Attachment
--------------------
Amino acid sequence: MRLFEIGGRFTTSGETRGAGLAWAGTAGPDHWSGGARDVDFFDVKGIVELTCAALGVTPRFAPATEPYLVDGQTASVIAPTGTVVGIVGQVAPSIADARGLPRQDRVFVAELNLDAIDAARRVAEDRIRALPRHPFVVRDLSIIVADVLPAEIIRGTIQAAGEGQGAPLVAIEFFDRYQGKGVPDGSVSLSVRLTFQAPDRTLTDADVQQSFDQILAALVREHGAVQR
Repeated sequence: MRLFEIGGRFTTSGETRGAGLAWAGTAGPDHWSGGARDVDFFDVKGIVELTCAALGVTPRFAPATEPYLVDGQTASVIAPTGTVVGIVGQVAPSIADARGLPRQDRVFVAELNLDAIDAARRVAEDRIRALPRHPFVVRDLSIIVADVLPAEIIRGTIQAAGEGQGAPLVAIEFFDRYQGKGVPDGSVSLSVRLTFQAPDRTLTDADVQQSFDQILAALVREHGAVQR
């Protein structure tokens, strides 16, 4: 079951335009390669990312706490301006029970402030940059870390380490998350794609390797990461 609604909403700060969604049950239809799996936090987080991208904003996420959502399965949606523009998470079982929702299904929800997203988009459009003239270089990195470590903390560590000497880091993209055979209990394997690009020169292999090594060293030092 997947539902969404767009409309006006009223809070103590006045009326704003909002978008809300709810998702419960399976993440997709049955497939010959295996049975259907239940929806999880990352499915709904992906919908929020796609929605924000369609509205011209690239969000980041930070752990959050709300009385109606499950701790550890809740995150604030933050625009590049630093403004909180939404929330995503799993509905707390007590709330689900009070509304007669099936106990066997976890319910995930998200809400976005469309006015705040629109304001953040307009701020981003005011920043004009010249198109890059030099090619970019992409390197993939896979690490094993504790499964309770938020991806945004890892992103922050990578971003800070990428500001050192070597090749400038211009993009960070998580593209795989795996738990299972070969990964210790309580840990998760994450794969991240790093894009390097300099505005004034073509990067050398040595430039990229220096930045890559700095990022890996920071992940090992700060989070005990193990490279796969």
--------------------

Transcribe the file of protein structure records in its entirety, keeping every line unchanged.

Amino acid sequence: MRLFEIGGRFTTSGETRGAGLAWAGTAGPDHWSGGARDVDFFDVKGIVELTCAALGVTPRFAPATEPYLVDGQTASVIAPTGTVVGIVGQVAPSIADARGLPRQDRVFVAELNLDAIDAARRVAEDRIRALPRHPFVVRDLSIIVADVLPAEIIRGTIQAAGEGQGAPLVAIEFFDRYQGKGVPDGSVSLSVRLTFQAPDRTLTDADVQQSFDQILAALVREHGAVQR
Repeated sequence: MRLFEIGGRFTTSGETRGAGLAWAGTAGPDHWSGGARDVDFFDVKGIVELTCAALGVTPRFAPATEPYLVDGQTASVIAPTGTVVGIVGQVAPSIADARGLPRQDRVFVAELNLDAIDAARRVAEDRIRALPRHPFVVRDLSIIVADVLPAEIIRGTIQAAGEGQGAPLVAIEFFDRYQGKGVPDGSVSLSVRLTFQAPDRTLTDADVQQSFDQILAALVREHGAVQR
């Protein structure tokens, strides 16, 4: 079951335009390669990312706490301006029970402030940059870390380490998350794609390797990461 609604909403700060969604049950239809799996936090987080991208904003996420959502399965949606523009998470079982929702299904929800997203988009459009003239270089990195470590903390560590000497880091993209055979209990394997690009020169292999090594060293030092 997947539902969404767009409309006006009223809070103590006045009326704003909002978008809300709810998702419960399976993440997709049955497939010959295996049975259907239940929806999880990352499915709904992906919908929020796609929605924000369609509205011209690239969000980041930070752990959050709300009385109606499950701790550890809740995150604030933050625009590049630093403004909180939404929330995503799993509905707390007590709330689900009070509304007669099936106990066997976890319910995930998200809400976005469309006015705040629109304001953040307009701020981003005011920043004009010249198109890059030099090619970019992409390197993939896979690490094993504790499964309770938020991806945004890892992103922050990578971003800070990428500001050192070597090749400038211009993009960070998580593209795989795996738990299972070969990964210790309580840990998760994450794969991240790093894009390097300099505005004034073509990067050398040595430039990229220096930045890559700095990022890996920071992940090992700060989070005990193990490279796969």